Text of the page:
Gary Peacock (1935-2020)
Gary Peacock - a master of delicacy with intense emotions.

Gary Peacock – Ralph Towner – Kenny Wheeler – live in Germany – 1992 – RIP: Gary Peacock (1935-2020) – Past Daily Downbeat

Gary Peacock (1935-2020)

Gary Peacock – a master of delicacy with intense emotions.

Ralph Towner – Gary Peacock – Kenny Wheeler – live in Eschede, Germany – June 21, 1992 – WDR – Gordon Skene Sound Collection –

It continues – it’s relentless – it doesn’t seem to want to stop. This time it’s Gary Peacock, poet of the Bass and collaborator with countless artists – a staple in the diet of ECM fans and one of the preeminent figures in the role of Jazz bass playing from the 60s on, passed away on September 5th.

This from Jack DeJohnette’s website from earlier yesterday:

”It is with deep sadness that we mourn the passing of the great Gary Peacock. I had the good fortune to have spent over 30 years playing some amazing music with him both separately and the Trio with Keith Jarrett. Gary had a great sound, feel and highly creative imagination. It was Gary’s album on ECM, Tales of Another that brought us together, after that we decided to stay playing together, and the rest is history. I have a lot of love and gratitude for what he has contributed to the music we call Jazz. Lydia and I send our deepest love to the Peacock family you are in our hearts always.”

This performance, one of his many collaborations with Ralph Towner also features Kenny Wheeler on trumpet in a concert from Eschede, Germany and recorded for West German Radio on June 21, 1992.

Via Matt Collar of Allmusic:

A sophisticated, forward-thinking jazz bassist, Gary Peacock is a subtle yet distinctive musician whose intuitive, sympathetic ear for group interplay has found him crossing from straight-ahead standards to avant-garde free jazz. While his intellectual curiosity has drawn him to such wide-ranging pursuits as biology and Eastern philosophy, Peacock’s immense musical talents have kept him at the epicenter of progressive jazz and creative improvisation for more than six decades. He began recording with saxophonist Bud Shank and others during the late 1950s. His first engagement with the ’60s “new thing” was on the 1963 Prince Lasha-Sonny Simmons date Cry! He worked with both Gil Evans and Bill Evans in 1964, followed by a stint in the Albert Ayler quartet that netted Ghosts, Spirits Rejoice!, and Spiritual Unity. His long association with ECM Records began in 1970 with the simply titled Paul Bley with Gary Peacock. Peacock was prolific during the 1970s, playing on key recordings for Japanese jazzmen, and working with pianists Bley, Mal Waldron, and Bill Evans. In 1977, he led a trio with Jack Dejohnette and Keith Jarrett for Tales of Another on ECM (which soon evolved into the pianist’s long-lived “Standards Trio”), followed by 1979’s widely acclaimed (mostly) solo bass offering December Poems. During the 1980s, Peacock led several bands and was a member of Jarrett’s and Michel Petrucciani’s trios. During the century’s final decade, Peacock participated in numerous dates — often as a co-leader — including duet offerings with guitarists Bill Frisell and Ralph Towner, and as a member of Tethered Moon, with Motian and Masabumi Kikuchi on the now-classic Plays Kurt Weill date. Peacock also participated in several historic sessions including Annette (with Bley and Franz Koglmann), the Jarrett Trio’s At the Deer Head Inn, and Nothing Ever Was, Anyway. Music of Annette Peacock, by pianist Marylin Crispell. He remained her collaborator for 2001’s Amaryllis and co-headlined Azure in 2013, while also maintaining his membership in Jarrett’s group and collaborating extensively with pianist Marc Copland.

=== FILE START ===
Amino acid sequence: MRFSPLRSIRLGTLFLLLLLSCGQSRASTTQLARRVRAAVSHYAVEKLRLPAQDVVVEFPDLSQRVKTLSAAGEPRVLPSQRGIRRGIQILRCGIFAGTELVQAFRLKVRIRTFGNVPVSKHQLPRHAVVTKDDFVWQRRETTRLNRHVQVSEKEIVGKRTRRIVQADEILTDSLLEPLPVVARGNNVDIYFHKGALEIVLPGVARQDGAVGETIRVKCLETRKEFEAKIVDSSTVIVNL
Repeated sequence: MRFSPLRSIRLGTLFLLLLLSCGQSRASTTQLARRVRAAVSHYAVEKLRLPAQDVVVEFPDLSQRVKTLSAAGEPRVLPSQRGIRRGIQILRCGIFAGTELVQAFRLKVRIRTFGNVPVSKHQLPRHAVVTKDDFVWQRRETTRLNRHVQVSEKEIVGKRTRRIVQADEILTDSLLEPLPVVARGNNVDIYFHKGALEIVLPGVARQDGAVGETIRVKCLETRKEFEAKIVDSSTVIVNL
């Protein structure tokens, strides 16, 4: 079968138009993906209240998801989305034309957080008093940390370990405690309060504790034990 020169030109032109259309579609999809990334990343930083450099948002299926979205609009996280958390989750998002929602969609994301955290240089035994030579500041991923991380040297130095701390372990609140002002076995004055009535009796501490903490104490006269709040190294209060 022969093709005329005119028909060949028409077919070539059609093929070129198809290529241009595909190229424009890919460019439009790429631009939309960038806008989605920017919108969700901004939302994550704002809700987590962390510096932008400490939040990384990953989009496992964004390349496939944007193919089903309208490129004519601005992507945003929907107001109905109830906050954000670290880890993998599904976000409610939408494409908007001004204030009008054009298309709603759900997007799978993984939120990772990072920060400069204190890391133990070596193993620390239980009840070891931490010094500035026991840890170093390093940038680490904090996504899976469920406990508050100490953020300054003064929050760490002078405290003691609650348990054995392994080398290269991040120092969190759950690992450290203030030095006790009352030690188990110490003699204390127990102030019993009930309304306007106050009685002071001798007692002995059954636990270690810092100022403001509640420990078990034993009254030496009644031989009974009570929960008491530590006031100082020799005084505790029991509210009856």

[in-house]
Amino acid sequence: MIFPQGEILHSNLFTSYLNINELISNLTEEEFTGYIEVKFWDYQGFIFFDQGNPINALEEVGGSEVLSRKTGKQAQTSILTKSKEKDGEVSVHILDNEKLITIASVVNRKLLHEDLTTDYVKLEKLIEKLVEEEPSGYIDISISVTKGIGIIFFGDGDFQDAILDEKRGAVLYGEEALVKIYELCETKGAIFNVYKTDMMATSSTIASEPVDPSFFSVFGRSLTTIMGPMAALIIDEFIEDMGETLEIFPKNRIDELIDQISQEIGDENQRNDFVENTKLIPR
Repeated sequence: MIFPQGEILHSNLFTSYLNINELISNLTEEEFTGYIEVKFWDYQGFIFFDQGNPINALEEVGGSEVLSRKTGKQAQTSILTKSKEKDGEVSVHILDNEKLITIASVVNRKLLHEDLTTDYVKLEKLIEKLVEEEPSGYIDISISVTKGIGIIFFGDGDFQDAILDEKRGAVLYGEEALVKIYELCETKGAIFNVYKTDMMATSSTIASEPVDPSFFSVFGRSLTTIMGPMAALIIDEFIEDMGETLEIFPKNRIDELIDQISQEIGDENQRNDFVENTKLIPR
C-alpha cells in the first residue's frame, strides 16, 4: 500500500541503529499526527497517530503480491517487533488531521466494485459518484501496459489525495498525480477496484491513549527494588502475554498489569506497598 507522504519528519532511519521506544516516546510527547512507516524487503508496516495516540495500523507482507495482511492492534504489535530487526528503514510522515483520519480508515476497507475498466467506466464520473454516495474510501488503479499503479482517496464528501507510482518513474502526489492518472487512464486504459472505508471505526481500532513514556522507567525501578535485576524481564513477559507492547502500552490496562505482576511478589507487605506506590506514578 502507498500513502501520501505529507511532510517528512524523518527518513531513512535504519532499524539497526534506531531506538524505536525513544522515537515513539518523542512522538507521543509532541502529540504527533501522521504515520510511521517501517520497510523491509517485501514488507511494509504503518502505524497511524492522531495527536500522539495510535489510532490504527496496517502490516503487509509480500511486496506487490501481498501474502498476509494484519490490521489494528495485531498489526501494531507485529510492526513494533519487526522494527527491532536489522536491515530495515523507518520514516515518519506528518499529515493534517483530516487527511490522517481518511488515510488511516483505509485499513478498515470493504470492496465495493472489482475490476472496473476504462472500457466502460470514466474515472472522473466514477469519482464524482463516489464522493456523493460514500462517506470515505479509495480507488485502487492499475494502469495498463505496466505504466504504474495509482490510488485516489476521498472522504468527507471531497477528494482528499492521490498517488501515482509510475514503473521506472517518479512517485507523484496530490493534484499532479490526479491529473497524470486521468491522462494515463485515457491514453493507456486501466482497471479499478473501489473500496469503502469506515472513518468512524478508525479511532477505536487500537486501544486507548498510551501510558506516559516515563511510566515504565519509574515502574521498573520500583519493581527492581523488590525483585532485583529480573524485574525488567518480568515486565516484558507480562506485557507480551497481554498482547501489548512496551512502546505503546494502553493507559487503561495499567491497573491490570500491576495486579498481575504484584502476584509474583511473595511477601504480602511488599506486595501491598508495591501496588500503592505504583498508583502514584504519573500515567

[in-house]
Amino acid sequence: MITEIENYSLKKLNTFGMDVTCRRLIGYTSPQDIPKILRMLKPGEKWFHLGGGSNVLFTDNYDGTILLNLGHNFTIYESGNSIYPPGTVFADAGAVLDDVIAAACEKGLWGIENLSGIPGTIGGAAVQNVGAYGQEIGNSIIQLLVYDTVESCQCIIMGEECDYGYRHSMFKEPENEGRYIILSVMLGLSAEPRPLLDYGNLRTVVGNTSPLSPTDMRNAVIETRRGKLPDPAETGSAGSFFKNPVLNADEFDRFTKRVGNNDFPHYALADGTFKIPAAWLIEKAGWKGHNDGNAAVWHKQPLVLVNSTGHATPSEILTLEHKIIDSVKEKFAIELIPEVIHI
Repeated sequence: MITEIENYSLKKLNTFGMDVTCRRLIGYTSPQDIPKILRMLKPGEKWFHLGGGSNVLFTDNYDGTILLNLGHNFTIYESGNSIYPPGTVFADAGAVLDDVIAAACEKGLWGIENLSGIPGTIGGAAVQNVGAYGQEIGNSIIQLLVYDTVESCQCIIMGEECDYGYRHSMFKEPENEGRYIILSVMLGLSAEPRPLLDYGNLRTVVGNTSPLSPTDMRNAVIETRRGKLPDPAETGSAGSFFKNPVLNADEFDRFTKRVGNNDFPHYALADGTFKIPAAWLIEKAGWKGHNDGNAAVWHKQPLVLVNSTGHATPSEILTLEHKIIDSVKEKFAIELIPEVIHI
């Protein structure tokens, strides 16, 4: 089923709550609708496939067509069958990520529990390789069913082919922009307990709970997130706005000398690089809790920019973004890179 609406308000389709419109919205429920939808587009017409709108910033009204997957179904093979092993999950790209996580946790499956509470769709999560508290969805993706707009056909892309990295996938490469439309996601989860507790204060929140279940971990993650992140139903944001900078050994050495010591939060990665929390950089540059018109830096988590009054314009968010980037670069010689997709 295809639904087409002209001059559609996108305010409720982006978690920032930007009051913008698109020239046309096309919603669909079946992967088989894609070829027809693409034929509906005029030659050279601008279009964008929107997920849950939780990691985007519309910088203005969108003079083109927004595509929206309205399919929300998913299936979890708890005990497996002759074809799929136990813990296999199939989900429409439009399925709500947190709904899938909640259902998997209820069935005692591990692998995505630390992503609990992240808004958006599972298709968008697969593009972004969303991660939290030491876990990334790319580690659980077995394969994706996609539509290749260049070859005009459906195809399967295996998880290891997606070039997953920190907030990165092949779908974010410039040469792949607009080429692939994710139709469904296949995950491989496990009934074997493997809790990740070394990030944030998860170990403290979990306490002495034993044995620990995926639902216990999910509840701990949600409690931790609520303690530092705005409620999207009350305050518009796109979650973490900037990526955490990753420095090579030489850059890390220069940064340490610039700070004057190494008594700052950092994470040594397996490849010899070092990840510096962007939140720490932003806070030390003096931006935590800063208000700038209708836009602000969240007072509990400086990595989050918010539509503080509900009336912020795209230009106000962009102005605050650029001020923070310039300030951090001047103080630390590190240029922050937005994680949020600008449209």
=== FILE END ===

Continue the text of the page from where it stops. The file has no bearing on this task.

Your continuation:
RIP: Gary Peacock (May 12, 1935 – September 5, 2020).





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